The European Union and Russia have been locked in an economic struggle over Ukraine for two years. With Donald Trump the next president of the United States, the West’s Russia policy might substantially change – and Europe’s Eastern policy is today more uncertain than ever.
By Frank Beauchamp
In July 2014, following Russia’s unilateral annexation of Crimea and support for rebels in eastern Ukraine, the EU imposed substantial economic sanctions on the country, including limits on access to finance, a ban on exporting high technology to Russia’s energy sector, and travel bans on senior Russian officials.
Russia for its part retaliated with a ban on the importation of many food products, including most meats, fish, vegetables, fruits, and dairy products, particularly hurting nearby EU countries such as Finland and the Baltic states. These measures have been maintained ever since. The sanctions have coincided with a collapse in trade between the two economies, which had previously seen a steady growth in commercial relations.
In the early 2000s, Russia had been on a positive economic trajectory following the chaotic Yeltsin years of transition from communism. In 2012, the country succeeded in joining the World Trade Organization (WTO) and became formally committed to international trade. At the WHO, Russia is in a large number of trade disputes with the EU and has become notorious for instituting various apparently politically-motivated import bans against the EU, the U.S., or neighboring countries, often citing health reasons.
Nonetheless, as the Bertelsmann Stiftung’s Transformation (BTI) points out in its 2016 Russia report, “Foreign trade has been liberalized and the remaining restrictions are no more extensive than those found in other OECD countries.”
As result, the spectacular rise in Russian standards of living had meant great opportunities for European exporters. Until the 2007-8 global financial crisis there was a steady rise of trade between the EU and Russia. And indeed, trade in goods rapidly recovered after the crisis, rising from €185 billion in 2009 to €339 billion in 2012. Since then however, trade has fallen to crisis-era levels, hurting both the European and Russian economies.
Neither side wants to back down
The result has been a suboptimal equilibrium, both sides being somewhat hurt, but neither willing to back down, especially as both economies have since seen improvement. The EU, particularly its inner core, the Eurozone currency union, had been struggling for years in the face of the 2007-8 financial crisis and a largely self-inflicted sovereign debt crisis in 2011.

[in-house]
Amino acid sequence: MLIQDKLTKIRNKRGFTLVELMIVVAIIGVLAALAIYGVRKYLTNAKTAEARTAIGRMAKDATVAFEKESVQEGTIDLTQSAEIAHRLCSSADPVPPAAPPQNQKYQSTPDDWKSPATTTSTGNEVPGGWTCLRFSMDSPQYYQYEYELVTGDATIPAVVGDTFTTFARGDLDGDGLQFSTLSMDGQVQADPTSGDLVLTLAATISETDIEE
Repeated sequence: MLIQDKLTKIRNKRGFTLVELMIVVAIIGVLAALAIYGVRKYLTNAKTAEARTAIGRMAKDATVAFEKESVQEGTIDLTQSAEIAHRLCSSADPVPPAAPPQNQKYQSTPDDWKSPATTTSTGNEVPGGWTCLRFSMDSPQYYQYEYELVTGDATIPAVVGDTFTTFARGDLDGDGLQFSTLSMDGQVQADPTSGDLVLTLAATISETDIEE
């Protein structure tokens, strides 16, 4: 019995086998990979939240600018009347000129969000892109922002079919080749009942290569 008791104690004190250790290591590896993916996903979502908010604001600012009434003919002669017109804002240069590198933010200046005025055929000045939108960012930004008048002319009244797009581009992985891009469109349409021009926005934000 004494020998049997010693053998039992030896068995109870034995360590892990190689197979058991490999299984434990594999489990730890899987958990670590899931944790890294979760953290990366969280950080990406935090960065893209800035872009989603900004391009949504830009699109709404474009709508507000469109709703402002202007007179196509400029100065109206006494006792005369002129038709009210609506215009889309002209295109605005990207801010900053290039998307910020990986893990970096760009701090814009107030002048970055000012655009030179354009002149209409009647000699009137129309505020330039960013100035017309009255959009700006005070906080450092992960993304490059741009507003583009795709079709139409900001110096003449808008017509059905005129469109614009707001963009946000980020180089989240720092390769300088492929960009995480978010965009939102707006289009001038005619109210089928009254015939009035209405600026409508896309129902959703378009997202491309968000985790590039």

Since then however, thanks to low oil prices, a reinforcing of the Eurozone’s economic governance, and unprecedented action by the European Central Bank (ECB) to prevent the default of any Member State, the European economy is enjoying a recovery. There has been steady if uneven growth of over 1.5% of GDP in 2015 and 2016. Unemployment has fallen to its lowest level in five years, though the situation remains painfully bad even in major states such as France and Italy.
Russia’s food ban had a substantial media impact in many EU countries, especially neighboring ones and those with struggling farmers. However, the European Commission’s economists have found that Russia’s measures have not had a major impact on the EU economy overall, despite the pain in certain sectors.
In 2015, the EU exported goods to the world worth almost €1.8 trillion, whereas the exports affected by the Russian ban were only worth €5.2 billion (based on data for 2013), less than 0.3% of the EU’s total exported goods. The potential impact was however substantial in affected sectors, given that around a quarter of the EU’s dairy, fruit and nuts, and meat exports had been directed towards Russia. EU farmers were far more affected by the ban than were other countries. The Commission’s economists found however that EU farmers were largely able to find alternative buyers for their products.
EU exports to Nigeria, Switzerland, Korea, Canada, and Taiwan significantly increased in the second half of 2014. The economists conclude: “The impact of the ban on total extra-EU exports is negligible in relative and absolute terms… EU total exports would decrease by merely 0.02% providing an evidence for a strong cushioning effect of the EU Internal market.”